Monday, November 28, 2011

LA's One Story

The other night I had a really weird dream that I was watching Tom Petty videos on Youtube and in doing so learned that he had been making music since the early 1900s. Like, since 1908ish. Inspired by my dream and wanting to reassure myself that Tom Petty was not the 150-year-old inventor of Youtube, I looked up some Tom Petty videos, and while watching this one, "Into the Great Wide Open," I was reminded of how it can seem that Los Angeles only has one story: the famewhore cautionary tale.

Johnny Depp, the weird Mad Hatter all comes together.

And if reality TV and its casualties are any indication, it's not a tale we're absorbing on a personal scale. Hollywood keeps screaming, "Don't come here! Do you have any idea what will happen to your humanity? The things you'll do? I mean, sure, the drugs and money and fame are great at first. And the sex and the mansions... But seriously, don't!" I mean, does anyone get to stay happy for long in LA? Outside of the characters of Clueless?

Norma is perfectly happy, thank you.

But the cautionary tales don't stop anyone. No one believes that they're going to be the next plastic surgery laughingstock or wind up a bitter and forgotten former star or commit a crime no amount of re-imagining can erase. I'd like to think that I, a mousey, jaded, boringly square NorCal girl would be "above it all," but if I moved there, I still might end up blonde, coked-up, and DD in a few months.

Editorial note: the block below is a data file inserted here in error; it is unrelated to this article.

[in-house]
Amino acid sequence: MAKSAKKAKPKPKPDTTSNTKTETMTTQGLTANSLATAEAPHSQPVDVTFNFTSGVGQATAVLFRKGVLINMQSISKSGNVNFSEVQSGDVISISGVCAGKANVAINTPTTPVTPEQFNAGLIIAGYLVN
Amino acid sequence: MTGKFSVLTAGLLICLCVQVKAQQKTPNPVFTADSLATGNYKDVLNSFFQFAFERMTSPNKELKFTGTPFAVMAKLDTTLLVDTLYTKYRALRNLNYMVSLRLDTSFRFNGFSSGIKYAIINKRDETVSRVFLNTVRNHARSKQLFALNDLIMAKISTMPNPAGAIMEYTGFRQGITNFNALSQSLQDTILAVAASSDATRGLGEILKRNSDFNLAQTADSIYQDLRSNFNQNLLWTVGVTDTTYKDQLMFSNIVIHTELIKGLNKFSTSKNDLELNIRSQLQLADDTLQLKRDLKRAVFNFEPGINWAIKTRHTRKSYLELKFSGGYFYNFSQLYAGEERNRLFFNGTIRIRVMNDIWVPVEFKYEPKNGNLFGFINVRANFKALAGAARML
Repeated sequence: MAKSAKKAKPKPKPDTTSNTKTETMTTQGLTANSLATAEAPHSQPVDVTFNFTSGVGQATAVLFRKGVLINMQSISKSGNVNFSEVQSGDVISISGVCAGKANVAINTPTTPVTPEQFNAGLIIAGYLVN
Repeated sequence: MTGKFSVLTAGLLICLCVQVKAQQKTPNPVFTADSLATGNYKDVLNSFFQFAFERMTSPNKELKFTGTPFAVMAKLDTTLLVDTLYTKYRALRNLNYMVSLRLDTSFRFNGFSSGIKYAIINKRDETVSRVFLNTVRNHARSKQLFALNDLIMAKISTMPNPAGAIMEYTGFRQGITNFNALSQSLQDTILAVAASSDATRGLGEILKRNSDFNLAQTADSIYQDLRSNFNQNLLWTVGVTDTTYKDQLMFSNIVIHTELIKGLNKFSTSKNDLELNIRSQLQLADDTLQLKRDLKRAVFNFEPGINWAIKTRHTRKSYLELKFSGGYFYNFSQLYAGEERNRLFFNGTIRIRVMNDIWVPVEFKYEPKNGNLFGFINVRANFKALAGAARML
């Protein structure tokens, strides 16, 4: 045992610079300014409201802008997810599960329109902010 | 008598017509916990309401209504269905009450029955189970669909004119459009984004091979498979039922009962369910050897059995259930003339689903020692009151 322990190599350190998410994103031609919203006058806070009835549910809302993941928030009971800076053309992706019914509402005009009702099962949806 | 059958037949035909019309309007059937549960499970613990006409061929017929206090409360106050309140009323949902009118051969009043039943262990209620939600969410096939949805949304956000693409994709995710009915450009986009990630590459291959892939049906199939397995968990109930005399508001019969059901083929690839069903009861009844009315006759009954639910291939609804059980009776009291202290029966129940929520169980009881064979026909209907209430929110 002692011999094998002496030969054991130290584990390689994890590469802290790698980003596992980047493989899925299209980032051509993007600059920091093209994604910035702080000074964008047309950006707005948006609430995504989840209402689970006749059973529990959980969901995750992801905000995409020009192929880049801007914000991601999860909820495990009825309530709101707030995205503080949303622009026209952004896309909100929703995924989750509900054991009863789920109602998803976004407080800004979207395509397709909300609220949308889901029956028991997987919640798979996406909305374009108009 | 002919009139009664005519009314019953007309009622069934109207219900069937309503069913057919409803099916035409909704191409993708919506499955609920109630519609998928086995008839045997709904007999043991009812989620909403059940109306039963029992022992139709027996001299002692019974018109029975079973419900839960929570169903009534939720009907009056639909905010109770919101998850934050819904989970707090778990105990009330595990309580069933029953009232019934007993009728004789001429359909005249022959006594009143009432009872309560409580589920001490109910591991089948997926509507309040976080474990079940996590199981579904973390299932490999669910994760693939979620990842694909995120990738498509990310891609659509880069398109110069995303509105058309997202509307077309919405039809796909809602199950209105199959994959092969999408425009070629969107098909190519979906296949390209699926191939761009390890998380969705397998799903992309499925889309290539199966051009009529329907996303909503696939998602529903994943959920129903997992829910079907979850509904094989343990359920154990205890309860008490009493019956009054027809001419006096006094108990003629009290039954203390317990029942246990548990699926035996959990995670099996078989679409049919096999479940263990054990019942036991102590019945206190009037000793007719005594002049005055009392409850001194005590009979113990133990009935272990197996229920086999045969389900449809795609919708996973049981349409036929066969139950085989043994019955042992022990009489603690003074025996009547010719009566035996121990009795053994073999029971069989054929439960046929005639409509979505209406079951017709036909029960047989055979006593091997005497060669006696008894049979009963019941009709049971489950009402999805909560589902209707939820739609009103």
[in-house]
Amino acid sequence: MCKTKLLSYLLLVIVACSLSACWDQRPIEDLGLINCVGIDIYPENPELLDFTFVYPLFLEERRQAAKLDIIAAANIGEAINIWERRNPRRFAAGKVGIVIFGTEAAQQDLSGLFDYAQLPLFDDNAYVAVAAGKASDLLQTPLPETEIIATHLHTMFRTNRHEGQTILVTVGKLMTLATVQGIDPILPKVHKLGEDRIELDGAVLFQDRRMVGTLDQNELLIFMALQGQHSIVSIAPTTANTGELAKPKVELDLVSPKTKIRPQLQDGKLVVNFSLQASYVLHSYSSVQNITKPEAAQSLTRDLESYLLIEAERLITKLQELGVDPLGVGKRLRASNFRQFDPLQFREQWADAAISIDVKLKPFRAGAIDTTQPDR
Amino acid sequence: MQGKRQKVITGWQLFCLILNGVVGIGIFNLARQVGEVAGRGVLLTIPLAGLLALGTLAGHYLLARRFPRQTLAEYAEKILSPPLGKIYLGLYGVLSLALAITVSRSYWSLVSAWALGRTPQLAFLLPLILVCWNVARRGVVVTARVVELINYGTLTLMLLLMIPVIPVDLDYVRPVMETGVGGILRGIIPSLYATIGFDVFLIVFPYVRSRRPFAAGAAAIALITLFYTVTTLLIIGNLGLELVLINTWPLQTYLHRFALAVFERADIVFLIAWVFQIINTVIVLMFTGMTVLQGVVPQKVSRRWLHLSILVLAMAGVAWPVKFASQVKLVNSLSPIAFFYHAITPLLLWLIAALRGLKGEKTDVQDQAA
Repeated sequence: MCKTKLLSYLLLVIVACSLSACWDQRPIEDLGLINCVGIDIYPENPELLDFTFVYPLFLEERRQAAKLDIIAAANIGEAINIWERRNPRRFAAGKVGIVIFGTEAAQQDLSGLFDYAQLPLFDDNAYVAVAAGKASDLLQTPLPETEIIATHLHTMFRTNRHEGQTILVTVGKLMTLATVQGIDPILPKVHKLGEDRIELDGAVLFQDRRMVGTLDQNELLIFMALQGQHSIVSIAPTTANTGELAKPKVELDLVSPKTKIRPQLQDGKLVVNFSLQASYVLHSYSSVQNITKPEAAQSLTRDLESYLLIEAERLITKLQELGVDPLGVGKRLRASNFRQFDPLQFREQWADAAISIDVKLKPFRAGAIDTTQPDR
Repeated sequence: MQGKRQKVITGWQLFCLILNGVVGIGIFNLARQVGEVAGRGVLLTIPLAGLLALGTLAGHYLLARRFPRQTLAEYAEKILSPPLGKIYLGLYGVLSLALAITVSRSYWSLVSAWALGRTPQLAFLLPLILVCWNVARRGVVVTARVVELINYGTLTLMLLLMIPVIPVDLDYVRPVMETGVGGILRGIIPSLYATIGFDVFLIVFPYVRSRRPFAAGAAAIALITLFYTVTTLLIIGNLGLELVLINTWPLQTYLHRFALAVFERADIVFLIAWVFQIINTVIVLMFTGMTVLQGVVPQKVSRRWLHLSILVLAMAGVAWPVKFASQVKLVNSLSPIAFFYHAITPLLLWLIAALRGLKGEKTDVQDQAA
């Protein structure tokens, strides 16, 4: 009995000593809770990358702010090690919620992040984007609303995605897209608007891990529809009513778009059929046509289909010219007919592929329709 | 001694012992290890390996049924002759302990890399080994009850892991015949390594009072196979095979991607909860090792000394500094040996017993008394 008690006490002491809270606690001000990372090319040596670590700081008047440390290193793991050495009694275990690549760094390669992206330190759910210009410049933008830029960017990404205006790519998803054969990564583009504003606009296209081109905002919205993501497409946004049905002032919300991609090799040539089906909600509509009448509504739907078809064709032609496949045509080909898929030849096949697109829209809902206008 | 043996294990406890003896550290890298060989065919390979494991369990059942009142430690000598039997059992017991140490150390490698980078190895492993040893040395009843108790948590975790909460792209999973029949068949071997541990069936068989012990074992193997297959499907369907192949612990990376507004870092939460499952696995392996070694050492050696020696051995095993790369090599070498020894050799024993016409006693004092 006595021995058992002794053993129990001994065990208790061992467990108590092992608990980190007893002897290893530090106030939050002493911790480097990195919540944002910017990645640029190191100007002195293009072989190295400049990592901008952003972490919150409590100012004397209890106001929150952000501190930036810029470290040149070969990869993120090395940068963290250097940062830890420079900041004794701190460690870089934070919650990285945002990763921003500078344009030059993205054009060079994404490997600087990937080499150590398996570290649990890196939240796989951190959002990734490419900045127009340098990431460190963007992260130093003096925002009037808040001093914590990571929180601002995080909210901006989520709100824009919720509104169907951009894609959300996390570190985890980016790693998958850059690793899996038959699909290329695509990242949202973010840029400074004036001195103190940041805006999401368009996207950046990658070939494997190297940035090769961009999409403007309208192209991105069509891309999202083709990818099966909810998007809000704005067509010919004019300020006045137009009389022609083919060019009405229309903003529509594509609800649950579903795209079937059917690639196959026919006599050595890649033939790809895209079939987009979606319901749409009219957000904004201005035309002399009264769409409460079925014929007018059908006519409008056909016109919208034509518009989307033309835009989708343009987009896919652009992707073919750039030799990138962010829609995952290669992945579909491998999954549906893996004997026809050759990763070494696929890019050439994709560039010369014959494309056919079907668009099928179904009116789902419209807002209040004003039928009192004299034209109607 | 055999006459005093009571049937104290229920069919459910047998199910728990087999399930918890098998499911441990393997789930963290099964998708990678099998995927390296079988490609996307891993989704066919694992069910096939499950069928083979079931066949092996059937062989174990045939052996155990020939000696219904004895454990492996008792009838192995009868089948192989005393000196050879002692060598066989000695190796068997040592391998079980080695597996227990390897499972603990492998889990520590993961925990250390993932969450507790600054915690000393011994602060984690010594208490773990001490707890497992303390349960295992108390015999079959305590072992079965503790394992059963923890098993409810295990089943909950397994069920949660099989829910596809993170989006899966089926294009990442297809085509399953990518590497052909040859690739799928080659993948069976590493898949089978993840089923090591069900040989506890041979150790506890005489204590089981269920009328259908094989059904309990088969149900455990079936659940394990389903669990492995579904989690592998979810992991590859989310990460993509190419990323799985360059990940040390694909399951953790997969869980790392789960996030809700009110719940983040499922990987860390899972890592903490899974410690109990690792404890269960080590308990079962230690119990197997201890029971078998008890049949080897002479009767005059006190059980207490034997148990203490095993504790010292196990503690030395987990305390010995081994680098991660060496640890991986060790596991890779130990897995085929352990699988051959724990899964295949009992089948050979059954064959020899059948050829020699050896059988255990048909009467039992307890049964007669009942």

This is just a misogynistic stereotype, right? Right?

Of course, the rise and fall of a person by their ambition is a classic story, and one not limited to LA by any means. Johnny Depp's young rocker in the above Tom Petty & the Heartbreakers video could have just as easily been (with few costume and set changes) Lucien from Balzac's novel Lost Illusions. Fellini's La Dolce Vita reminds us why "paparazzi" is an Italian word. And just as this story isn't limited to LA, LA isn't limited to this one story. There's plenty going on in the city and surrounding areas (I assume - again, NorCal girl here) that doesn't have to do with the crushed dreams of (mostly white) wannabe stars. However, the quest for fame and fortune is as quintessentially Hollywood as it is quintessentially human. And since this quest in Hollywood has its own brands of glamor and danger, it's especially alluring. But just because it's a story that's already been told doesn't mean writers can't retell it their own way. And damn, no one does it like Lynch.

No one.

No comments:

Post a Comment